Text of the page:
Question 3 is based on the plants and leaves example from the previous worksheet, but expressed in the open-ended format as: ‘A school garden has __ plants and each plant has __ leaves. There are 30 leaves in total. What different combinations of plants and leaves could there be?’ This question again implies an equal number of leaves on each plant which is perhaps unrealistic and given the plural nature of each, the possibilities are as follows:

2 plants with 15 leaves each

3 plants with 10 leaves each

5 plants with 6 leaves each

6 plants with 5 leaves each

10 plants with 3 leaves each

15 plants with 2 leaves each


The question provides an opportunity to explore factors of a given number, although this is not the purpose of the worksheet from Naomi’s perspective.

Question 5 offers another example where factors could be explored but the context within the worded question is very unrealistic. The question is set out as follows: ‘At a fish and chip shop there are __ portions of chips sold and __ chips in each portion. 120 chips were sold in a day. What different combinations of portions and chips could there be?’ The factors of 120 provide the range of combinations, but many of these are likely to be unrealistic in terms of numbers of portions of chips sold and the number of chips in a portion.

Knowledge Quartet Coding Commentary

Contributed by: Ray Huntley, Brunel University, UK

Knowledge Quartet Dimension: Transformation

Knowledge Quartet Code: Choice and Use of Examples (CUE)

Scenario: Naomi teaching multiplication

The lesson in which Naomi is teaching multiplication seems to demonstrate that whilst she has a clear purpose in mind for her lesson, she is unaware of the limitations she puts on the possible learning by restricting her choices of examples. Naomi is using the grid method for multiplication, an area-based model which became a key strategy in the National Numeracy Strategy in the UK. In the opening examples, she draws on a limited number of possibilities for the children to practise the skill of multiplying a two-digit number by a single digit and whilst there is some useful practice of multiplication facts, the breadth could have been developed. One of the issues for Naomi to consider here would be the notions of ‘dimensions of variation’ and ‘range of permissible change’ (Watson and Mason, 2005). Naomi could have used a series of two-digit numbers that covered the full range of digits from 0 – 9, and this would have ensured that the children worked with the full range of multiplication facts for each single digit multiplier. However, within the possibilities, she would have been restricted in certain ways; for example, she could not have used a zero as the first digit of the two-digit number as this would effectively reduce the number to a single digit. This may have been a possible variation she could make at a later stage when the children were more secure with the process she was teaching them.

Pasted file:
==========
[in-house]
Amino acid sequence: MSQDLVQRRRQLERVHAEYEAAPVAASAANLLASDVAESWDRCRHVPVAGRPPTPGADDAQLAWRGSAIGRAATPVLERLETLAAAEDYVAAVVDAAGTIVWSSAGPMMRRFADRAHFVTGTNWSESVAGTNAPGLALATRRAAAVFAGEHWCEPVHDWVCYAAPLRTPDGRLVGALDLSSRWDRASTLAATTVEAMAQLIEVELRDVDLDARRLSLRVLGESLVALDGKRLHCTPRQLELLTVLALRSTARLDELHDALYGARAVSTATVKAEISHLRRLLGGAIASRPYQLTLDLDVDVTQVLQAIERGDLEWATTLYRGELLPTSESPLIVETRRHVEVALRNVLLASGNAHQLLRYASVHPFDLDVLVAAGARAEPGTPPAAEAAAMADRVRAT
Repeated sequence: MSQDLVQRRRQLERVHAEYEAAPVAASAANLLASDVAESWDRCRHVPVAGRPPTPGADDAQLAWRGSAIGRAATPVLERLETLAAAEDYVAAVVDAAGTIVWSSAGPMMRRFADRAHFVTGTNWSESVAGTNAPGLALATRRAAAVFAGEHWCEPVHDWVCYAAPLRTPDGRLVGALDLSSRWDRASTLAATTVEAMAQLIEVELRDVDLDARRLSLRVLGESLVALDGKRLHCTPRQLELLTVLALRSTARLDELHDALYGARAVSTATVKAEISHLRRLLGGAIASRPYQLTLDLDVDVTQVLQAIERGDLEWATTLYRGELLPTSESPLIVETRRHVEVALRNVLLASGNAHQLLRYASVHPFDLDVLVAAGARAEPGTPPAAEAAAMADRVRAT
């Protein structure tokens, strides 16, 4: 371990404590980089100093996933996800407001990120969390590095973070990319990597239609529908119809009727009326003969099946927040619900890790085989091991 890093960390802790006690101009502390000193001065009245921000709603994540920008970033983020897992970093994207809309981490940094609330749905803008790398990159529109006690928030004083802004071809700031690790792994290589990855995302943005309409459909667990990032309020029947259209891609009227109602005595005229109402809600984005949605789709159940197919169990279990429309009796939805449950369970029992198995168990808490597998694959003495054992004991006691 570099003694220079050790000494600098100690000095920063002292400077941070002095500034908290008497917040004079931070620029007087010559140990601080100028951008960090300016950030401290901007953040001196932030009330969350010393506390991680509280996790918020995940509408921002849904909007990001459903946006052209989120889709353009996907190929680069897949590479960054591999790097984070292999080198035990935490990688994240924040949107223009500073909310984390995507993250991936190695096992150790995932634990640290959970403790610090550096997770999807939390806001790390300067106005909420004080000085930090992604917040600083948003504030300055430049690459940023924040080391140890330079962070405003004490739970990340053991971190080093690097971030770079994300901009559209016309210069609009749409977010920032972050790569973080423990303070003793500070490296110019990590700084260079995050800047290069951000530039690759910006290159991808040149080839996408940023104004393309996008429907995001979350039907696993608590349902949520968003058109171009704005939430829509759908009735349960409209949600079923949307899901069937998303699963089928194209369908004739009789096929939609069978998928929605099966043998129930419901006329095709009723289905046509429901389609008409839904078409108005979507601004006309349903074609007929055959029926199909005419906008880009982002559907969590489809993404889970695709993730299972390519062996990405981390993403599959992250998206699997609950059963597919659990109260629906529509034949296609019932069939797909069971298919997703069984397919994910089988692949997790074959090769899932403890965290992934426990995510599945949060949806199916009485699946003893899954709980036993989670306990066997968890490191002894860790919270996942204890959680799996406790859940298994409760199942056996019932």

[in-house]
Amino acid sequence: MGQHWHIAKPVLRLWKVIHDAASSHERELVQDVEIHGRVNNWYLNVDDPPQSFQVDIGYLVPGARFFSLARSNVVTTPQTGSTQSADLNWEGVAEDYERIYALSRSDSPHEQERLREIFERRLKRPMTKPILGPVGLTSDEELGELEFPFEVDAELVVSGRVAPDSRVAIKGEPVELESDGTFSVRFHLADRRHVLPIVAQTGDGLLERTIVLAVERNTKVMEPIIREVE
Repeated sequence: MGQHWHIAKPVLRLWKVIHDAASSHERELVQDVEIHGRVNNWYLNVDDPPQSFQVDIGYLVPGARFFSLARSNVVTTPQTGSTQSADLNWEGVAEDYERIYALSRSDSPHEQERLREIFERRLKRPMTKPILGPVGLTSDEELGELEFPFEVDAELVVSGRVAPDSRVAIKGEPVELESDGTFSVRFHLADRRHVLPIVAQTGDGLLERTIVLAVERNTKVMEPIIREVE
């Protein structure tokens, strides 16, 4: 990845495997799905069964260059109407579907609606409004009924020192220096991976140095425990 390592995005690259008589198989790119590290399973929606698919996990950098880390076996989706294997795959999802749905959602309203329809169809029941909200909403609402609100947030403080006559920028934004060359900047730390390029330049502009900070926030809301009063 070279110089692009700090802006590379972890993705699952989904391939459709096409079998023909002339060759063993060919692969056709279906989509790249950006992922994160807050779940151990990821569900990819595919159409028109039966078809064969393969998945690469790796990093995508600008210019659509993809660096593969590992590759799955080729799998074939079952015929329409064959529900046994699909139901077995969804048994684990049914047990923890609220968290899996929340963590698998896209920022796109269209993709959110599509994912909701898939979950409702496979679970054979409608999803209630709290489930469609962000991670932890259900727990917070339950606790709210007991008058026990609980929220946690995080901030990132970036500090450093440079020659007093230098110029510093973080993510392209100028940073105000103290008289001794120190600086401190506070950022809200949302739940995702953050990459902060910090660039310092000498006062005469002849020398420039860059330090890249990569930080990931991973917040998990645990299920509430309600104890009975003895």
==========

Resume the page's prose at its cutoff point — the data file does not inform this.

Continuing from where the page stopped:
It is questionable, however, whether the children will really be demonstrating an understanding of multiplication from some of these examples, simply an ability to interpret word questions in such a way as to anticipate the likely calculation. This is another area where other research has been carried out, but this does not feature within the scope of this study.

As the examples continue on Naomi’s first sheet, some of the contexts appear to be either contrived or unrealistic. For example, question 3 describes a context where there are 3 plants in the school garden, each with 7 leaves. This suggests perhaps a very poorly stocked garden and an unusual collection of plants, given that the number of leaves on the plants is exactly the same in each case which is rather unlikely. Her choice of example could lead to some discovery learning by the children, outside the scope of the lesson objective, but if Naomi allowed this, she may have found that some children benefited enormously from the possibilities afforded by her choice of example.

Question 6 also raises issues about context reality and also solvability, presenting a situation as follows: ‘There are 12 boys and 5 girls in each class in a school. How many children are in the school?’ There are two issues here; firstly it is most unlikely that each class would have exactly the same gender split of 12 boys and 5 girls. Secondly, the example does not state how many classes are in the school and so it is impossible to calculate the total number of children.



Watson, A. and Mason, J. (2005) Mathematics as a Constructive Activity: Learners

generating examples. Mahwah, NJ, Erlbaum.